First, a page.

If you do have a son, both parents should check in with him about his feelings, Brown emphasizes. If he’s crying or angry, try to get him to articulate where it’s coming from. “Tears come out of frustration, especially when kids are young,” she adds. “Helping them have a language for it is a helpful skill.” The last thing you want to say or imply is that boys don’t cry. Your goal is to teach your son to process his feelings, whether it’s over something seemingly insignificant, like dropping an ice cream, or something more delicate, like being excluded from a game. It’s not about washing down his sadness, Brown says, but about identifying an emotion and finding a solution.
As a mom, have you ever caught yourself telling your kid, “I’m sorry, but you have to go to time out,” or, “I’m sorry, but you can’t have this anymore” after they threw a toy at their sibling? Why are you the one apologizing for their naughty behavior? But the preemptive “I’m sorry” has become a habit for more than one mom, and it’s not just a parent thing. Women generally tend to apologize more frequently than men, often because they feel they’ve offended someone, according to one study.
It turns out, the superfluous “I’m sorry” is a loaded statement rooted to the archaic idea that women shouldn’t take up space. “It implies, ‘I don’t have the right to say or do whatever,’” says Taryn Myers, PhD, an associate professor of psychology at Virginia Wesleyan University, Virginia Beach. “This is really ingrained in women. They doubt themselves in some way because they’ve gotten cut down in the past or see repercussions for other women speaking out.”
Save your apologies for important things, such as, “I’m sorry you I was late picking you up.” The key is to monitor those filler apologies that slip in automatically. “It’s a hard habit to break,” says Myers, who suggests using a counter app for a week to keep a running tally. “Once you’re aware that you are saying ‘I’m sorry’ so frequently, you’ll start to catch yourself. Recognition is the first step toward changing your behavior.”
On top of that, encourage your daughters to embrace activities where they’re a part of the whole, like on sports teams and playgrounds. “One thing I’ve been working with my 4-year-old is telling her that she can take up space too,” says Mandy V., a mom of two. “The other day at the park, a boy cut in line for the zip line and she stood back and looked at me with tears in her eyes. I told her she had every right to be there and encouraged her to tell him that she’s waiting and there’s a line.” By teaching your children to recognize a sense of belonging, you encourage confidence in everyday behaviors and decisions.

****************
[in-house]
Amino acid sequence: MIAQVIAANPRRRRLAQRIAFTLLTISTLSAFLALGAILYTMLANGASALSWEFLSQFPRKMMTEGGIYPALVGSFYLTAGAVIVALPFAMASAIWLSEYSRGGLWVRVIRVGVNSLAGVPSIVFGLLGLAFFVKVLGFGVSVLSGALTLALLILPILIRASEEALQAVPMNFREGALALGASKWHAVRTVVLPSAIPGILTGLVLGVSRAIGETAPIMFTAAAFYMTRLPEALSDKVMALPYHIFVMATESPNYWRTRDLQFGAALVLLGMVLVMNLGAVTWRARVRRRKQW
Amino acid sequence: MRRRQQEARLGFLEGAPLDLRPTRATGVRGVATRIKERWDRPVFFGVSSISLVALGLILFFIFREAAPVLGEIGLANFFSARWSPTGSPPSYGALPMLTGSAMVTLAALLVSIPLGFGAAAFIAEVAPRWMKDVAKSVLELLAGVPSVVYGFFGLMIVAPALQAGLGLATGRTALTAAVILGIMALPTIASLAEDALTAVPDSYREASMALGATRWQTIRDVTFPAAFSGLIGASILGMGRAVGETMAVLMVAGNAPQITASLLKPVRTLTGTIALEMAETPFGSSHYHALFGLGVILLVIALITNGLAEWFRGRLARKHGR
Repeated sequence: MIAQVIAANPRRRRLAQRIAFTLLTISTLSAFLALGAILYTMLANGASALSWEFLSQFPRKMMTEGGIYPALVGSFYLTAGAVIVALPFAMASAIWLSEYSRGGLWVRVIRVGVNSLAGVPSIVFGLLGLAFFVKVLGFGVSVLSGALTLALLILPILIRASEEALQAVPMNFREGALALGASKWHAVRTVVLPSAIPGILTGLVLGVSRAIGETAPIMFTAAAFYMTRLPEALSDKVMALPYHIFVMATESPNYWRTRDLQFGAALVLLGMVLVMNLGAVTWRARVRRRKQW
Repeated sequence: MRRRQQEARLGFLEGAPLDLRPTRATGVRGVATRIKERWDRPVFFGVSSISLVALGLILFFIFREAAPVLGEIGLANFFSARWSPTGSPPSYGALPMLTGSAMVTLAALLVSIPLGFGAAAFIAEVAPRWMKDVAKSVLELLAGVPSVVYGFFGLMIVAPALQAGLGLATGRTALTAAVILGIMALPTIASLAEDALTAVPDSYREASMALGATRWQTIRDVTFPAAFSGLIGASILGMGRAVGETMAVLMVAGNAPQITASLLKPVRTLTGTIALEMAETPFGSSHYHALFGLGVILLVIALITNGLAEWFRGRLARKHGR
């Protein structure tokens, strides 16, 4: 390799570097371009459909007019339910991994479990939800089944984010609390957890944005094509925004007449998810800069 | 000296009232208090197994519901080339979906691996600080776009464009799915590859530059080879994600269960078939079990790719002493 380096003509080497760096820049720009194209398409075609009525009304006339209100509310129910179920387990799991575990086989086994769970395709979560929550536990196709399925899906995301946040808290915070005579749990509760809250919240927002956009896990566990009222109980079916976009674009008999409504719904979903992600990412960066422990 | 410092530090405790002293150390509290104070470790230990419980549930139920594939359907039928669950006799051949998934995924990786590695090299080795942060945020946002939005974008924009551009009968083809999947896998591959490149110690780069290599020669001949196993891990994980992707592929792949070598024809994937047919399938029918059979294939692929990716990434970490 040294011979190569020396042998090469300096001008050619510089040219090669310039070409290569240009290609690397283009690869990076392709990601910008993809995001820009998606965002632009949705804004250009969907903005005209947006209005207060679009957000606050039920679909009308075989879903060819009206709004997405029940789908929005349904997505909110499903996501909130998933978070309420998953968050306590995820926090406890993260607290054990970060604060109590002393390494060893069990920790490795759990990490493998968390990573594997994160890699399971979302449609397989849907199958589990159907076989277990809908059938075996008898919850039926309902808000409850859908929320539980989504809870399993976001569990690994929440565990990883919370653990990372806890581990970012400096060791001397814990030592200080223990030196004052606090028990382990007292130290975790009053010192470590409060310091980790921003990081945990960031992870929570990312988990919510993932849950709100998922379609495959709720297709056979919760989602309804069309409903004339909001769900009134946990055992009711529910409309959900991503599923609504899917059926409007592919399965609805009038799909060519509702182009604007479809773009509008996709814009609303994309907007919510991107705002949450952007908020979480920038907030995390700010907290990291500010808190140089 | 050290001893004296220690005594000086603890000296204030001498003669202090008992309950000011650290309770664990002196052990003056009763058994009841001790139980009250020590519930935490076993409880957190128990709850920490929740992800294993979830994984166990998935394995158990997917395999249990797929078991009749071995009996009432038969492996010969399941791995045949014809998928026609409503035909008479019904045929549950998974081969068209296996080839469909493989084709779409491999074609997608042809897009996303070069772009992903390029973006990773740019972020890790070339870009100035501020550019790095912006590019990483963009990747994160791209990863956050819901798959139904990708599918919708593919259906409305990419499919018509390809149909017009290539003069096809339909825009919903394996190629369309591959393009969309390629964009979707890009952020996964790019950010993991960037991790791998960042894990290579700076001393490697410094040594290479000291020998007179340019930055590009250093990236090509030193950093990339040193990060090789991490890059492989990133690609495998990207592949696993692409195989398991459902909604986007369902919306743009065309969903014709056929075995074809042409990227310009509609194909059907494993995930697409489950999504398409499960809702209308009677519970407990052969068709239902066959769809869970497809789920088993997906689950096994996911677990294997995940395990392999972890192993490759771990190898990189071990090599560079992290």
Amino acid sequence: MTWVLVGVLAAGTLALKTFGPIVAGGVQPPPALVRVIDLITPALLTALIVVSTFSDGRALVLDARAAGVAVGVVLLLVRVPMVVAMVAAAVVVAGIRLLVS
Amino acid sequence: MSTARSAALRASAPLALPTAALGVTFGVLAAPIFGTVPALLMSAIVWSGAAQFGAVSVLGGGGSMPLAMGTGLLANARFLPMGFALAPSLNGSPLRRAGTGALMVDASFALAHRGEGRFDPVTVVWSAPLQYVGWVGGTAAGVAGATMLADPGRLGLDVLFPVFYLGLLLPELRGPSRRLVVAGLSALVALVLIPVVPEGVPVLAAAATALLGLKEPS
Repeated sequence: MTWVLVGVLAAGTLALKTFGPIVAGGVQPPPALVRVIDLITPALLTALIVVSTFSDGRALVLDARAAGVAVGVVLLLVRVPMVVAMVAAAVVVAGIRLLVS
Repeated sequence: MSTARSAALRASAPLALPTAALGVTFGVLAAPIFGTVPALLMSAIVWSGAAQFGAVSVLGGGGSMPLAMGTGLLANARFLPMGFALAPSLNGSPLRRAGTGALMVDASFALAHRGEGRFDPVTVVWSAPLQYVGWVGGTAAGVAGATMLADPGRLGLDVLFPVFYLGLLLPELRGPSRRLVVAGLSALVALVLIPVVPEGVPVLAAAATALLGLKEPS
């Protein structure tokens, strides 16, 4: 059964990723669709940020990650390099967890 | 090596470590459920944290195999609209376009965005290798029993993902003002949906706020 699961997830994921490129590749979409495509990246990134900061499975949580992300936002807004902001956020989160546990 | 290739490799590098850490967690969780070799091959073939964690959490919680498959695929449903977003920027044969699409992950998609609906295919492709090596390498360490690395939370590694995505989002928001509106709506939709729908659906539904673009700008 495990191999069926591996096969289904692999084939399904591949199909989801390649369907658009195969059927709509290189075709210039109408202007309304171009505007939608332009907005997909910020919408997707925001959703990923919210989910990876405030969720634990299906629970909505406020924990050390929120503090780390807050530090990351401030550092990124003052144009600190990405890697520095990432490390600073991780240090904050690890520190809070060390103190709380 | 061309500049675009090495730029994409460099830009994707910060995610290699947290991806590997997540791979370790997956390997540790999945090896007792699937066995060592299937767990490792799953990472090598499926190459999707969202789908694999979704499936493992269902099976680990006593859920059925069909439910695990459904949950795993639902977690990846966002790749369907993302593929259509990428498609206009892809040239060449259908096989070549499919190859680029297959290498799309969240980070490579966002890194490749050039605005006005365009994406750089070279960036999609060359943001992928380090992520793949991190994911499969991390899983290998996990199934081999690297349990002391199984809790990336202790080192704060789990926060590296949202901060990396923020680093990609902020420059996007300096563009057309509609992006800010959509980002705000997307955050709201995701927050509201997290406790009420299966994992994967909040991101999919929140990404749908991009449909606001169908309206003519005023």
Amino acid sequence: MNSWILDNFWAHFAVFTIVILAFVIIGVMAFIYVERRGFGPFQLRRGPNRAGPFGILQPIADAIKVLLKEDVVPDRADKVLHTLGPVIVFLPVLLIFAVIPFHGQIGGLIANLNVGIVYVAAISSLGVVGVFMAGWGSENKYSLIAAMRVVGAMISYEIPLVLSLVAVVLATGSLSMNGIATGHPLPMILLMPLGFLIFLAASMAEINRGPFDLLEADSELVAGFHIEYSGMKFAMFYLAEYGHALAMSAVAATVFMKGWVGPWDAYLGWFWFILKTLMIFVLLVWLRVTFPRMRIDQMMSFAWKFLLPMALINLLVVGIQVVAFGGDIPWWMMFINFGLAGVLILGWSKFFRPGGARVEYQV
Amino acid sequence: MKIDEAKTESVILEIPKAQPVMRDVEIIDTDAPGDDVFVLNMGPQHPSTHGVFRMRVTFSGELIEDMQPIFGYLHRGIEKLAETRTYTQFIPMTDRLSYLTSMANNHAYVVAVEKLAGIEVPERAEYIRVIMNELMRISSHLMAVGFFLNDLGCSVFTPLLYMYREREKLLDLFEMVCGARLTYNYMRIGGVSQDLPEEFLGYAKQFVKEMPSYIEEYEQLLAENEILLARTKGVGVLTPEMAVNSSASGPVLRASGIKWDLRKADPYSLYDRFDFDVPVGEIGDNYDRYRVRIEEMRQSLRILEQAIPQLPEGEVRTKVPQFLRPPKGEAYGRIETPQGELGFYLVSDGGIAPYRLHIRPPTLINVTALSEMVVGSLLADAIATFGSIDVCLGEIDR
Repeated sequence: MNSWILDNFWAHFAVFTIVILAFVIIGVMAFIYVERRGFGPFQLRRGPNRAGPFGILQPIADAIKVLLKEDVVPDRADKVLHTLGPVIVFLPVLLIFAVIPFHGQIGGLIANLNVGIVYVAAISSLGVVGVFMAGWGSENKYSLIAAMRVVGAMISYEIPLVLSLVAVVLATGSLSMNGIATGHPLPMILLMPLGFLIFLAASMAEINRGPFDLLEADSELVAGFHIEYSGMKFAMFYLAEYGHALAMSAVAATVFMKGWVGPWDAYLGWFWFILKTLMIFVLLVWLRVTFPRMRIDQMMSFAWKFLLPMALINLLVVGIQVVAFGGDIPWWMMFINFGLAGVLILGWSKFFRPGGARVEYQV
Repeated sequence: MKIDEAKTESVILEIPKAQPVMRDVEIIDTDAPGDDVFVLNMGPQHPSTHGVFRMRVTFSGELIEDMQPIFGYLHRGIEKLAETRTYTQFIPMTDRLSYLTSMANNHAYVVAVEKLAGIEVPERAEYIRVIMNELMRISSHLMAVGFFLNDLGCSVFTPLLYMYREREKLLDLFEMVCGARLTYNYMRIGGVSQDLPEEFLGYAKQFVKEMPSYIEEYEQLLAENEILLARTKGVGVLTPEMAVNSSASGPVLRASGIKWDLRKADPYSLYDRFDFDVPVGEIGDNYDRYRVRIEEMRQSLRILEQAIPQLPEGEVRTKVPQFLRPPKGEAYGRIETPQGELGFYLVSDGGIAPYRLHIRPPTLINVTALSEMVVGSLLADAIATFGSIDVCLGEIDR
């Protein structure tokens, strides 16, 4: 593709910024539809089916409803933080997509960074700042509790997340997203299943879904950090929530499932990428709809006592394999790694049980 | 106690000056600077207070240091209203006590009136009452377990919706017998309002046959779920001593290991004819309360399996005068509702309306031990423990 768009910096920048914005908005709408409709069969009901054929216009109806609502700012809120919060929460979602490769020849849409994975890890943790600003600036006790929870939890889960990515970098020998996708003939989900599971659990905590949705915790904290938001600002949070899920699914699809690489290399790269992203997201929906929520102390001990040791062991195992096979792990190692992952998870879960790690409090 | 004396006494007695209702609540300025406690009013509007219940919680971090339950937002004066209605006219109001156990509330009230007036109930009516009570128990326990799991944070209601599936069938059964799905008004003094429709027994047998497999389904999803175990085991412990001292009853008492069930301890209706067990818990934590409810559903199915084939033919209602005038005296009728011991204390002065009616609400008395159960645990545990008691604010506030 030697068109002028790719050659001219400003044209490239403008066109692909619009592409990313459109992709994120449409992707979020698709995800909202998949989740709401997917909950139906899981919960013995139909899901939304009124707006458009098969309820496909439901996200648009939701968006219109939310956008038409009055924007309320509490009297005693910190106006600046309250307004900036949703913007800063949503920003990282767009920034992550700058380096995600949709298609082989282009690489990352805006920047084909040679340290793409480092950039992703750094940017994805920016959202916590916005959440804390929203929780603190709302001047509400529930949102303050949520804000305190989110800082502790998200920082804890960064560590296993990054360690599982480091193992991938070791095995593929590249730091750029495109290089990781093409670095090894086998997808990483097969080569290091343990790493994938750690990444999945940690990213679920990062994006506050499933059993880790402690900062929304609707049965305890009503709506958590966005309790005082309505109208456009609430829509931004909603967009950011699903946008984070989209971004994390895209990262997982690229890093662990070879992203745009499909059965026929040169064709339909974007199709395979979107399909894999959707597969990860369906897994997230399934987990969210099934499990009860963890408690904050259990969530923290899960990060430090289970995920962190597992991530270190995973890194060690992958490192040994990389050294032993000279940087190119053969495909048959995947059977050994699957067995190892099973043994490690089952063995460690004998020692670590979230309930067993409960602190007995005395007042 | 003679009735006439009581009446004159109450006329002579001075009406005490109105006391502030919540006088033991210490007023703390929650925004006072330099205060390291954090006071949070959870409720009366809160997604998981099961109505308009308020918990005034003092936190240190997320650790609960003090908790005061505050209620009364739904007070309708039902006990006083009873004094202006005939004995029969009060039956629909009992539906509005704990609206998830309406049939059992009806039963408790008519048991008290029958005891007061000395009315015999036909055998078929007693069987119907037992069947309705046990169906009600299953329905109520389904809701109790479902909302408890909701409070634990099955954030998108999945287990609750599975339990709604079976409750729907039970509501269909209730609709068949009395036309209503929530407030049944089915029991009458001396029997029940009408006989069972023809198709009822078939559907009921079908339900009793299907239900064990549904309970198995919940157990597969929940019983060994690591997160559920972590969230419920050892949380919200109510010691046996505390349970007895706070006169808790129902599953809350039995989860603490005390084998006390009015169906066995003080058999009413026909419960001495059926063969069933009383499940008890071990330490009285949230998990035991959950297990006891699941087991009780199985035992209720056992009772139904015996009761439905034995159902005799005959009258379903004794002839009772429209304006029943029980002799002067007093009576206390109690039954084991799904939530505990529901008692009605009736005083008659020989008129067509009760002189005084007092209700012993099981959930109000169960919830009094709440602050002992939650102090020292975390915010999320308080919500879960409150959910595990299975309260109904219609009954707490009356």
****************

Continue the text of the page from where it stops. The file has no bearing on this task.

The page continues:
Superheroes, with their bulging muscles and battle scenes, aren’t the only ones reinforcing traditional ideals of male strength. We’ve all seen boys playfully wrestling each other in the grass, as parents watch and roll their eyes, saying, “Boys will be boys.” But when boys deviate from rough-and-tough behaviors, it makes some people uncomfortable. “My 5-year-old son loves toenail polish and hair tinsel, but I see that most people aren’t okay with it and say things like, ‘Whoa! Are your nails painted? I guess do it while you can!’ or ‘“Well, he has a big sister so it’s okay,” says Kat D., a mom of two. “I’ve been asked a few times if I’m worried he’s gay. I replied that I’m not worried about him being anything other than mean. He is what he is already. Nail polish and sparkle in his hair aren’t going to change that one way or the other.”
It’s important to remember here that just as all boys shouldn’t be expected to enjoy roughhousing, girls can be just as aggressive as boys. Rather than viewing the behavior along gender lines, focus on children’s personalities and tune into whether the rough and tumble play is constructive or causing a child distress. “Are they enjoying themselves, or are they hurting each other? There are boundaries, which shouldn’t be crossed at the expense of someone else. Encourage them to communicate to each other when they’re crossing the line,” Myers says. “It’s important for kids to learn how to read other people, who might have different boundaries. One friend might love to wrestle and another might not, and that’s okay. Don’t force them to do it. Find a different way to play.”
No parent sets out to sabotage their child’s acumen, and yet boys still get more attention and encouragement than girls when it comes to bolstering math skills—in fact, three times as much, according to the Journal of Language and Social Psychology. Research shows that mothers quantify (as in count out four crayons, for example) less frequently when talking to daughters than sons.
Here’s how the lack of math encouragement for girls adds up: By kindergarten girls are less interested in learning about math; by third grade, boys rank their own math skills higher than girls’ (even if there’s no actual difference) and by high school, most adolescents assume boys are plain smarter when it comes to math. The widely accepted stereotype that boys are innately better at math than girls leads to parents acting on the assumption. Children pick up on this and shape their own behavior around the stereotype.